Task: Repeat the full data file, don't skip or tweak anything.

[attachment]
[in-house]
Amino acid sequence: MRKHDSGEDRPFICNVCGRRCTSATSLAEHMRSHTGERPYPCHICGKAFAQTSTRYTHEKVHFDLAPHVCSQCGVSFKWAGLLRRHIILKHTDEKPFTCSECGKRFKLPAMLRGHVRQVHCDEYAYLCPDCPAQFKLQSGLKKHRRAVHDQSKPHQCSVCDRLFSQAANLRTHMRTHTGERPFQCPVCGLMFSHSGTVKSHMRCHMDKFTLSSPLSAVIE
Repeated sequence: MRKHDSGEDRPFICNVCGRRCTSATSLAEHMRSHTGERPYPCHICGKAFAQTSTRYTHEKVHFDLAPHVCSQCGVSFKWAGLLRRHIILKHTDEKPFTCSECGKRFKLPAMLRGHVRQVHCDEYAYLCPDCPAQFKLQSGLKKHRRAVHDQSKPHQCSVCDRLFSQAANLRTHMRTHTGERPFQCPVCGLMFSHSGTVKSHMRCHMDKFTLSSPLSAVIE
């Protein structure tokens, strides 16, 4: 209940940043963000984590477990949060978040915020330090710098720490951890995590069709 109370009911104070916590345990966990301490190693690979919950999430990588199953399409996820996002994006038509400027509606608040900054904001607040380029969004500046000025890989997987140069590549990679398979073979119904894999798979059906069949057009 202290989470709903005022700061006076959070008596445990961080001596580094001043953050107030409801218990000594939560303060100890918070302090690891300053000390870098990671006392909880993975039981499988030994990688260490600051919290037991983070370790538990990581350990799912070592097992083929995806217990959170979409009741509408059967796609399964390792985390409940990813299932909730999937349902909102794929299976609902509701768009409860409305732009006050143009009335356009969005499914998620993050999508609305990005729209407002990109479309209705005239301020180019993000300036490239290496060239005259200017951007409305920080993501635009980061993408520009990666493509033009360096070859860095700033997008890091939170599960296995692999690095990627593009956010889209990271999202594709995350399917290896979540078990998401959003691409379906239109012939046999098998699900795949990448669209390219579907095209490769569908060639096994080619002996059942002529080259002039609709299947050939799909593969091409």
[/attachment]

[in-house]
Amino acid sequence: MRKHDSGEDRPFICNVCGRRCTSATSLAEHMRSHTGERPYPCHICGKAFAQTSTRYTHEKVHFDLAPHVCSQCGVSFKWAGLLRRHIILKHTDEKPFTCSECGKRFKLPAMLRGHVRQVHCDEYAYLCPDCPAQFKLQSGLKKHRRAVHDQSKPHQCSVCDRLFSQAANLRTHMRTHTGERPFQCPVCGLMFSHSGTVKSHMRCHMDKFTLSSPLSAVIE
Repeated sequence: MRKHDSGEDRPFICNVCGRRCTSATSLAEHMRSHTGERPYPCHICGKAFAQTSTRYTHEKVHFDLAPHVCSQCGVSFKWAGLLRRHIILKHTDEKPFTCSECGKRFKLPAMLRGHVRQVHCDEYAYLCPDCPAQFKLQSGLKKHRRAVHDQSKPHQCSVCDRLFSQAANLRTHMRTHTGERPFQCPVCGLMFSHSGTVKSHMRCHMDKFTLSSPLSAVIE
């Protein structure tokens, strides 16, 4: 209940940043963000984590477990949060978040915020330090710098720490951890995590069709 109370009911104070916590345990966990301490190693690979919950999430990588199953399409996820996002994006038509400027509606608040900054904001607040380029969004500046000025890989997987140069590549990679398979073979119904894999798979059906069949057009 202290989470709903005022700061006076959070008596445990961080001596580094001043953050107030409801218990000594939560303060100890918070302090690891300053000390870098990671006392909880993975039981499988030994990688260490600051919290037991983070370790538990990581350990799912070592097992083929995806217990959170979409009741509408059967796609399964390792985390409940990813299932909730999937349902909102794929299976609902509701768009409860409305732009006050143009009335356009969005499914998620993050999508609305990005729209407002990109479309209705005239301020180019993000300036490239290496060239005259200017951007409305920080993501635009980061993408520009990666493509033009360096070859860095700033997008890091939170599960296995692999690095990627593009956010889209990271999202594709995350399917290896979540078990998401959003691409379906239109012939046999098998699900795949990448669209390219579907095209490769569908060639096994080619002996059942002529080259002039609709299947050939799909593969091409």